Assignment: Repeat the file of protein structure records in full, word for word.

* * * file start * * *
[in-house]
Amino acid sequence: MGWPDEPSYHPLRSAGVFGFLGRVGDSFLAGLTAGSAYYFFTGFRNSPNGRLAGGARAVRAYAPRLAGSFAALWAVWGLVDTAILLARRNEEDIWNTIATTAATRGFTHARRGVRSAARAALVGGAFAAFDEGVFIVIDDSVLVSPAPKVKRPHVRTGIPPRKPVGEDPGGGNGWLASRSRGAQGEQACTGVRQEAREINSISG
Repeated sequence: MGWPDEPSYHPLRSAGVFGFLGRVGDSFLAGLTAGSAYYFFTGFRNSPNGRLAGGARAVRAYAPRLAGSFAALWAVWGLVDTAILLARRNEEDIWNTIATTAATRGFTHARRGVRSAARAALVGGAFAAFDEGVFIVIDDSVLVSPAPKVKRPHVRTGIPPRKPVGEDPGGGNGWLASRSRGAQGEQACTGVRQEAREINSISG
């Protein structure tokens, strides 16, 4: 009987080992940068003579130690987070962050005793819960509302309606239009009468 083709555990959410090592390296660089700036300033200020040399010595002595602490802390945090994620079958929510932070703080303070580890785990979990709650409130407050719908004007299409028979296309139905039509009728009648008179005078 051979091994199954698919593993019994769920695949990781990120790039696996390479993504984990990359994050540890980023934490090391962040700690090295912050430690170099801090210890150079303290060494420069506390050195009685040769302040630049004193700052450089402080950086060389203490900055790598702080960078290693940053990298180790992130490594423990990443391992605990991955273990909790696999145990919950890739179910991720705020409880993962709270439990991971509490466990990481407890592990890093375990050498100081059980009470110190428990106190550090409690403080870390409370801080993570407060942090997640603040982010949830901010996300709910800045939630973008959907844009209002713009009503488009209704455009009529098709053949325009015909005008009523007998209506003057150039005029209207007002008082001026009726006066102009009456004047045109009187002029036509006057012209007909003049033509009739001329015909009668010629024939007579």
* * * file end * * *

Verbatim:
[in-house]
Amino acid sequence: MGWPDEPSYHPLRSAGVFGFLGRVGDSFLAGLTAGSAYYFFTGFRNSPNGRLAGGARAVRAYAPRLAGSFAALWAVWGLVDTAILLARRNEEDIWNTIATTAATRGFTHARRGVRSAARAALVGGAFAAFDEGVFIVIDDSVLVSPAPKVKRPHVRTGIPPRKPVGEDPGGGNGWLASRSRGAQGEQACTGVRQEAREINSISG
Repeated sequence: MGWPDEPSYHPLRSAGVFGFLGRVGDSFLAGLTAGSAYYFFTGFRNSPNGRLAGGARAVRAYAPRLAGSFAALWAVWGLVDTAILLARRNEEDIWNTIATTAATRGFTHARRGVRSAARAALVGGAFAAFDEGVFIVIDDSVLVSPAPKVKRPHVRTGIPPRKPVGEDPGGGNGWLASRSRGAQGEQACTGVRQEAREINSISG
């Protein structure tokens, strides 16, 4: 009987080992940068003579130690987070962050005793819960509302309606239009009468 083709555990959410090592390296660089700036300033200020040399010595002595602490802390945090994620079958929510932070703080303070580890785990979990709650409130407050719908004007299409028979296309139905039509009728009648008179005078 051979091994199954698919593993019994769920695949990781990120790039696996390479993504984990990359994050540890980023934490090391962040700690090295912050430690170099801090210890150079303290060494420069506390050195009685040769302040630049004193700052450089402080950086060389203490900055790598702080960078290693940053990298180790992130490594423990990443391992605990991955273990909790696999145990919950890739179910991720705020409880993962709270439990991971509490466990990481407890592990890093375990050498100081059980009470110190428990106190550090409690403080870390409370801080993570407060942090997640603040982010949830901010996300709910800045939630973008959907844009209002713009009503488009209704455009009529098709053949325009015909005008009523007998209506003057150039005029209207007002008082001026009726006066102009009456004047045109009187002029036509006057012209007909003049033509009739001329015909009668010629024939007579």